Households tend to take pantry food for granted, but canned beans, powdered cheese, and bags of moist cookies were not designed for everyday convenience. These standard products were made to meet the needs of the military.
Food and combat have been intertwined ever since the earliest military rations. Ancient Sumerians rode into battle with barley cakes and beer. In the 11th and 12th Centuries, Mongols preserved their meat by storing it under saddles, using salt from the horses and the weight of riders as a mobile preservation technique.
Drying, salting, smoking and pickling were the go-to methods until 1795, when the French government held a contest to find a new preservation technique. A chef Nicolas Appert came forward with canning, which revolutionized food preservation.
During World War II, however, the United States realized there remained a need for preserved food production to ramp up more quickly in times of crisis, and started investing heavily in food technologies.
The primary purpose of the Natick Center is to overcome the challenges inherent in food: it spoils, grows mold, or it loses flavor. And their food scientists have come up with inventions like the MRE (Meal Ready-to-Eat).
MREs come packaged with chemical heaters to warm food, oxygen scavengers to prevent spoilage and carefully-concocted meals made to be edible for years after their creation date.
MREs may also contain condiments and side dishes, all the various packets tucked into a lightweight pouch and designed to survive in any climate.
One of the Natick Center’s current goals is to finally grant a longtime wish from servicemen: pizza on the battlefield. They hope to have a shelf-stable pizza, which would last for years without refrigeration, available to the military by 2017. And, soon after that, in your grocery store.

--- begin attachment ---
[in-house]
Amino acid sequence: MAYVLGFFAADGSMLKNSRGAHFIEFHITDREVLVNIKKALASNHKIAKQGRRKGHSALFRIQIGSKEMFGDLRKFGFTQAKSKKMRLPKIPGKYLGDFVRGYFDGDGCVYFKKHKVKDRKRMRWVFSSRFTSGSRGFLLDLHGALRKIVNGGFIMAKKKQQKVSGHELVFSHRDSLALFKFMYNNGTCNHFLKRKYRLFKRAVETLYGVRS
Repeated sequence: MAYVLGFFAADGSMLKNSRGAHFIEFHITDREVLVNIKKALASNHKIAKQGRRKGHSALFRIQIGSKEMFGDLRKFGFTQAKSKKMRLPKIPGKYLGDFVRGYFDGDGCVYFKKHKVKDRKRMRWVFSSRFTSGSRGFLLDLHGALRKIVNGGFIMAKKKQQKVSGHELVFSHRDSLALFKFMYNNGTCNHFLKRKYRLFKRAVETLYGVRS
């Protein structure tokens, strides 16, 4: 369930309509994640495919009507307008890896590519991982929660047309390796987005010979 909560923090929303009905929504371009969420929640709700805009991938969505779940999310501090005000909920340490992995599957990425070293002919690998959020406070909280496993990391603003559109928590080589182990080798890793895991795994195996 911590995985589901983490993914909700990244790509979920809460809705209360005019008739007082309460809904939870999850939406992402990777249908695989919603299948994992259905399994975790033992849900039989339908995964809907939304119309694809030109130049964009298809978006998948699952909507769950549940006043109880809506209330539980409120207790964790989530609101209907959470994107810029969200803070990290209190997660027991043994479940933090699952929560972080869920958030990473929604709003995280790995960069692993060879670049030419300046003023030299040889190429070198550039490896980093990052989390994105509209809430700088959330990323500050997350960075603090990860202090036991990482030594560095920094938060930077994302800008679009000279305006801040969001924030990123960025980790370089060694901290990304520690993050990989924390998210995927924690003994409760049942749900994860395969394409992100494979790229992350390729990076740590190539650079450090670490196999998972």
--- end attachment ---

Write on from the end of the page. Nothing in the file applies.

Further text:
As a means of cost reduction, and as way to readily tap the private sector during wartime, the government has forged a series of public/private partnerships with commercial food producers. The military’s technology and influence can be seen in effectively every grocery aisle.
Many military innovations make their way, in some form or another, into American kitchens. TV dinners, freeze-dried coffee, semi-moist cookies, and condiment packets, were all developed to feed soldiers, sailors, and pilots stationed remotely.
While all these processed and packaged foods have become familiar fare for the American household, most of these products are made to last far longer than the average civilian would need.
There haven’t been many studies about the long-term health impacts of the specific food technologies pioneered by the military, but whether its good for us or not, in the years to come, pizza is moving out of the freezer section and onto room-temperature shelves.
Lead image by Tech. Sgt. Cherie A. Thurlby, U.S. Air Force. All other photos by Tina Antolini unless otherwise noted.
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